Another Democrat, Another Tax November 27, 2007Posted by awatcher in Uncategorized.
Tags: , , Bill Ritter, Boulder, Boulder Daily Camera, Claire Levy, land grab, Morgan Liddick, Summit Daily News
add a comment
Rep. Claire Levy has a problem. She got involved with what people in Boulder are calling a legalized land grab by her campaign’s treasurer. If she had kept quiet, the scandal might have passed her by. She didn’t keep quiet, and now she is in damage control mode.
Now, in what appears (to the commenters on the link we provide) to be a diversionary tactic, she has announced the intention to create a new tax for a pet project.
The problem for Levy is that the transportation blue ribbon panel has already laid claim to this particular tax, but it is nice to see that she is always thinking of new (to her) ways to separate taxpayers from their money.
Of course, the biggest taxer in the state is our friend Bill Ritter. One of the best in depth analysis of Ritter’s spending plans on transportation that we have seen is by Morgan Liddick at Summit Daily News:
Pretty soon we’re going to be talking about real money here. By the way, this new tax is intended to replace the revenue stream currently provided by Senate Bill 1 of 1997 and House Bill 1310 of 2002, which provided CDOT with $272 million this year.
Apparently, this funding mechanism had the fatal flaw of being sensitive to the state’s economic condition; during the last recession, funds tapered off as growth slowed. Rest assured, the new tax won’t let that happen again.
And the $272 million which will probably be raised by the old mechanism next year? If you believe that will be counted as part of the billion buck boost, well … that’s just cute. Credulous, but cute. Instead, it will reportedly be transferred to the higher education segment of the budget, together with the $59 million of “new money” — remember the code — that Governor Ritter has already requested.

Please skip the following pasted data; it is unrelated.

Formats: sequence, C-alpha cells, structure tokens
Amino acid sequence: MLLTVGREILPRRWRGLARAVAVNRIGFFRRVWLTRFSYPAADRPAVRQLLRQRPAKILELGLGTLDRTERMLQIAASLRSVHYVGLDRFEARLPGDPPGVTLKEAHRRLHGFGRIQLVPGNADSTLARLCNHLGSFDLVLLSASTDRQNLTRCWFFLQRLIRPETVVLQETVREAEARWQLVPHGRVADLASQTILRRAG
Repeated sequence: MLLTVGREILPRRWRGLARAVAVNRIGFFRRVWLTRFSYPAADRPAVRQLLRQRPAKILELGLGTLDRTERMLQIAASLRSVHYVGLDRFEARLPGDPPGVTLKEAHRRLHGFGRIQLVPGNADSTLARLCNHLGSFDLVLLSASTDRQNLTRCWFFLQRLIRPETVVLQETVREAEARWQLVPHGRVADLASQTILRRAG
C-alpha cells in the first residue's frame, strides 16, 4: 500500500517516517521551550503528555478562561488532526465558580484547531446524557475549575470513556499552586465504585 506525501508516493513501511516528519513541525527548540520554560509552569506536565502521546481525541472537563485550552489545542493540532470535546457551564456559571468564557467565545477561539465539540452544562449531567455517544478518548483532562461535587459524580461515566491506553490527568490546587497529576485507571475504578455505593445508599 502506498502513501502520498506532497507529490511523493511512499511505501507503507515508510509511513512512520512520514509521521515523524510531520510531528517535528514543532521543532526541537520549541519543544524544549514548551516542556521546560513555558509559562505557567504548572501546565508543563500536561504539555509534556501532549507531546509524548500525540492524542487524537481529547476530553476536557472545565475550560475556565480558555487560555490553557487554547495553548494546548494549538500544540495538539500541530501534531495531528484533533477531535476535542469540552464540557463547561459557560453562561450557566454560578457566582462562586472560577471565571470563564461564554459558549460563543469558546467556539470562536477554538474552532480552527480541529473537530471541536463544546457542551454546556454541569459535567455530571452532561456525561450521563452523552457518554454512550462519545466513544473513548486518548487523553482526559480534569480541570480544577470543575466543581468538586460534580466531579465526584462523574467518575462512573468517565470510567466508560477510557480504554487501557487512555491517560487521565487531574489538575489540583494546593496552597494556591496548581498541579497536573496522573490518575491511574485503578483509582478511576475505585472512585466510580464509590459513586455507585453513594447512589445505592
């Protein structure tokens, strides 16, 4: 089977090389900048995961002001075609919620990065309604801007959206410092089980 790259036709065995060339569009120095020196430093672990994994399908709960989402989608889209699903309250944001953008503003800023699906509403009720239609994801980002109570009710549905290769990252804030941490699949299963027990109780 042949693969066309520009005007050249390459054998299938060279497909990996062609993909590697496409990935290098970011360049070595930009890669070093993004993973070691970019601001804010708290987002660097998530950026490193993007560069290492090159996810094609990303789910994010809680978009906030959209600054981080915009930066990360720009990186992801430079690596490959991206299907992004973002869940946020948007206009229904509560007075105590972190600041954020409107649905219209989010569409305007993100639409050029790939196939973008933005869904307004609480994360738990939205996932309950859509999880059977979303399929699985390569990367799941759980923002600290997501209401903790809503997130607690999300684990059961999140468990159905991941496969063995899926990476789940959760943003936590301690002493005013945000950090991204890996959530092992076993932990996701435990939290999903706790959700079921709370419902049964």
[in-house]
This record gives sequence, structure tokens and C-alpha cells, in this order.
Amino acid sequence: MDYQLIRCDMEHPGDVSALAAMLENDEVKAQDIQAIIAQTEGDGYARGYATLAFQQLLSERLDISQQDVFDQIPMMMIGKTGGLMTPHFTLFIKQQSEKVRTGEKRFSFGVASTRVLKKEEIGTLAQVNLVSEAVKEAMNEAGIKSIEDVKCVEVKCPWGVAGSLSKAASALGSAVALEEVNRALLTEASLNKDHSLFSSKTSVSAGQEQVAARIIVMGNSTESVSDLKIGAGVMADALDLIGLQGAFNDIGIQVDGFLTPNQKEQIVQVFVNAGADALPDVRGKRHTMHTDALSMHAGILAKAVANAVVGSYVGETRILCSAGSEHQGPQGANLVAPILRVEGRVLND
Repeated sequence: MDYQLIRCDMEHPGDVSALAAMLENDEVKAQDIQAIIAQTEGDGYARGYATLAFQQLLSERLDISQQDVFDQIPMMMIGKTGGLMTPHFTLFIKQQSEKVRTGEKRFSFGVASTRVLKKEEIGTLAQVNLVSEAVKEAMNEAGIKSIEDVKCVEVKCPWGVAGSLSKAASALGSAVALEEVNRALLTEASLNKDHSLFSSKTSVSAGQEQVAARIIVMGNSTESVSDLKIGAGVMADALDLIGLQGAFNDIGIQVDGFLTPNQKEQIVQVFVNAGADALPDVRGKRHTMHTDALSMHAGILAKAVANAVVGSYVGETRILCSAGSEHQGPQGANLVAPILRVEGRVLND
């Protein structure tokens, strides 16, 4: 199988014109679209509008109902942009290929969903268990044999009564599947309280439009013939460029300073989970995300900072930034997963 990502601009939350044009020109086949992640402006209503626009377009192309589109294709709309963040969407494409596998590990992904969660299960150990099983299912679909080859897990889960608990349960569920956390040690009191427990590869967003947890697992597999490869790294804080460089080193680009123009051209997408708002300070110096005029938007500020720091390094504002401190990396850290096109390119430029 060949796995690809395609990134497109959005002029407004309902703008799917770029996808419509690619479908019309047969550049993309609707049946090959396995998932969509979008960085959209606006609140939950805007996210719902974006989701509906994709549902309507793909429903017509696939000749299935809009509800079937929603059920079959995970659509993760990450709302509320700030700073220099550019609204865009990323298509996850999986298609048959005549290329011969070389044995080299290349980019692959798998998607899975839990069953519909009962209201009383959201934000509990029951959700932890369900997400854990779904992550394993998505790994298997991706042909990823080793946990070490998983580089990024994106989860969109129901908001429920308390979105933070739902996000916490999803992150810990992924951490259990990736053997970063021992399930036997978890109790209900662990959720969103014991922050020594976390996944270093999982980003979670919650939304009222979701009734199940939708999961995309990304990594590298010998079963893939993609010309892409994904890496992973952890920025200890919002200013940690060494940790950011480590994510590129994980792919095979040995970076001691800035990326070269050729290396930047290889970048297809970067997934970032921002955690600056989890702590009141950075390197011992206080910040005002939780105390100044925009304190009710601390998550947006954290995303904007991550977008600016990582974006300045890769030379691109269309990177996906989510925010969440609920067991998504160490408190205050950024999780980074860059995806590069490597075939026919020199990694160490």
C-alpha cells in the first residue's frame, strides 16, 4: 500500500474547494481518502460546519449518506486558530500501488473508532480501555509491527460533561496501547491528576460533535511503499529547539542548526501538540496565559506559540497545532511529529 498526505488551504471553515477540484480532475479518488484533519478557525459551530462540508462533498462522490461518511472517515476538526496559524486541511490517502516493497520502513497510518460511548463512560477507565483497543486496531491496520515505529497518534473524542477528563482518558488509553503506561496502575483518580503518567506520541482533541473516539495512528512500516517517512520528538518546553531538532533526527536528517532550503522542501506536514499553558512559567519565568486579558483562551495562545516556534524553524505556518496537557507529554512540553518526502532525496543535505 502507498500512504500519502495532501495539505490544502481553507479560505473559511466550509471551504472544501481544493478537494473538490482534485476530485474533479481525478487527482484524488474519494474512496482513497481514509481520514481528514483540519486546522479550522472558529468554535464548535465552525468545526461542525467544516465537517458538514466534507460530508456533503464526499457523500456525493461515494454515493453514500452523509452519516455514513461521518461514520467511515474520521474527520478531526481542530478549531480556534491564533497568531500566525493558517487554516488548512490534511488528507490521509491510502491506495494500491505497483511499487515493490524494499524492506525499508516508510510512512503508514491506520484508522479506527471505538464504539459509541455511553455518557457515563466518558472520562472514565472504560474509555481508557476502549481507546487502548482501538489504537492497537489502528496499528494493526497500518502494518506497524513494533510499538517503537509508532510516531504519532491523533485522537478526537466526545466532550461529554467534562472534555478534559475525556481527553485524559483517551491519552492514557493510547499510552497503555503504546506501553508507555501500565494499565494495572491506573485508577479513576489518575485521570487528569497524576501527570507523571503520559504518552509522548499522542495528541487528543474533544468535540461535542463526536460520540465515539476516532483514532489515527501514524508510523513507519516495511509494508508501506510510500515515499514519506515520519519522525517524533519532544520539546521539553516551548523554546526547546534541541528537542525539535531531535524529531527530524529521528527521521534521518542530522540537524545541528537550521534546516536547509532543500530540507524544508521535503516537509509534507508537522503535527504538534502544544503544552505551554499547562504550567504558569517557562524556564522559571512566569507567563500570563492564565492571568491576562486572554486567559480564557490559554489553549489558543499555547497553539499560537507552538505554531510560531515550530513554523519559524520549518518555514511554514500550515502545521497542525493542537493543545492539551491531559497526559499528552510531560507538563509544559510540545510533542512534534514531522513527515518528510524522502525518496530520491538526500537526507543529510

Grab Your Wallet November 25, 2007Posted by awatcher in Uncategorized.
add a comment
The Grand Junction Sentinel is reporting that a former Democrat candidate for the legislature has submitted a proposed ballot issue to the legislative leadership council:
In ballot language submitted last week to the Colorado Legislative Council, Fort Collins resident and failed 2006 Democratic House candidate Sue Radford proposes charging energy companies an annual fee for every ton of carbon dioxide they produce. The fee, the ballot language states, would have to be passed along to consumers on their electrical bills…
“I am somebody who is deeply concerned about the way our climate is changing,” Radford said. “A carbon tax is the most fair and comprehensive and transparent and enforceable way of dealing with the problem.”
Under Radford’s ballot question, sponsored by the Colorado Clean Energy Tax Shift, all carbon-tax revenue would be refunded to taxpayers through reductions in sales, business personal property and payroll taxes. A portion of the revenue also would be rebated to taxpayers.
Clever leftist that Radford is, she thinks she has found a way to do a massive income transfer to her favored constituiency from those who own buildings and homes that must be heated and lit.
While her proposal is made to appear to send money back to us regular folks, not a cent will go to anyone until the first targeted tax recipient (EIC) is paid in full:
Earned income tax credit supplement fully funded at 20% of federal level.
Thirty percent (30%) of remaining funds used to reduce sales tax.
Twenty percent (20%) of remaining funds used to rebate business personal property tax.
Twenty percent (20%) of remaining funds used to rebate payroll taxes.
Thirty percent (30%) of remaining funds used for per capita rebate to residents.
Pretty clever, eh? The ballot issue is far more scary than the Sentinel would lead one to believe.
It even has a tax ratcheting device that is more severe than any one might imagine:
The annual change in the fee from the previous year will be limited to twenty-five dollars ($25) per metric ton carbon dioxide or ten percent (10%) of the fee from the previous year, whichever amount is higher.